The other day I got into an argument with someone about programming languages and their users. I don’t know why – it’s one of those conversation topics like religion or politics or the Yankees that will only end badly for all involved. I guess I was in the mood for a fight.
The basic premise of the argument was that VB developers are somehow “dumber” than C++ developers. Having long ago written a book on Visual Basic (don’t buy it, it’s not a good book) I took umbrage. And I was in the mood for a fight. So while my opponent was making a bunch of assertions about how all VB developers are self-taught and don’t understand basic computer science principles like semicolons, I stared blankly into space awaiting my turn. Then I dusted off my marketing hat and began to cite a bunch of Microsoft internal research.
You see, Microsoft does a huge amount of research into its customers and a lot of that research centers on developers and who they are. We spend a lot of time doing pretty solid worldwide research (well over a dozen countries, an overall sample size exceeding 11,000, etc.) and we ask a lot of questions that help us shape product.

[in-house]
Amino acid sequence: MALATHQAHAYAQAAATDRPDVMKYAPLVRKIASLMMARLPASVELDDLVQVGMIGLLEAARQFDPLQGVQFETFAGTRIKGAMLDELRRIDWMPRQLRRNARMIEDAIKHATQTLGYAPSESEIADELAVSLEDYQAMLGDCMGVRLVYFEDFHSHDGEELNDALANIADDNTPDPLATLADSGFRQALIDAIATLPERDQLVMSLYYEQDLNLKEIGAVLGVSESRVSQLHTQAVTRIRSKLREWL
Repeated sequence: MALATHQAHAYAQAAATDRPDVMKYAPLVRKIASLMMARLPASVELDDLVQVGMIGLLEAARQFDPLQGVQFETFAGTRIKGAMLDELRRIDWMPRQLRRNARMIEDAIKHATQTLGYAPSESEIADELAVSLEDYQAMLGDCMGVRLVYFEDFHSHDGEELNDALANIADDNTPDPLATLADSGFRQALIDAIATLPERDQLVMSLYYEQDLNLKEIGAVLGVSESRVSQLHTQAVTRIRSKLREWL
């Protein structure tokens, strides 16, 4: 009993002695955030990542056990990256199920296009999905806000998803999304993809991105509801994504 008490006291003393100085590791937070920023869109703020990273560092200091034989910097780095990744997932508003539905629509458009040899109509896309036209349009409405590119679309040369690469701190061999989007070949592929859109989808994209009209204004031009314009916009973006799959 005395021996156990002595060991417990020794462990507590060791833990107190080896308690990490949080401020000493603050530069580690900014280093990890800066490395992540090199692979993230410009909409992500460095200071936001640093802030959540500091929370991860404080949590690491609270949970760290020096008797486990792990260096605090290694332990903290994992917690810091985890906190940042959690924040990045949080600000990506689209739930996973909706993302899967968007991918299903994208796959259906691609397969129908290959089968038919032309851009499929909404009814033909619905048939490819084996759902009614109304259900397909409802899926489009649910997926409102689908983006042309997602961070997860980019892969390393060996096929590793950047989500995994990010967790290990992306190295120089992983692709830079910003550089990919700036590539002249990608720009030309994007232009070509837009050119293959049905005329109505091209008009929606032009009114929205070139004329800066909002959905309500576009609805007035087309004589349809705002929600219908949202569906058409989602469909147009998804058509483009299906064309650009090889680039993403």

So here’s what I said to my biased friend.
If you ask VB developers how much education they have, about the same have college degrees as C/C++ developers (we ask what their primary language is and cross reference by level of education attained), and only negligibly more C/C++ developers have graduate degrees. More than that, more pro developers who primarily use VB say they have an undergrad CS degree than pro developers who use C/C++ primarily (though more C/C++ primary devs say they have an engineering degree). In other words, C/C++ pro devs are more likely to have an engineering degree than VB devs (it's outside the margin of error, but just barely).
Granted college education isn’t a sign of how smart you are (Bill Gates, for example, dropped out and he’s pretty smart). But in lieu of direct quantitative data, it’s a good proxy, and it shows that VB developers aren’t as dumb as my argumentative friend thinks.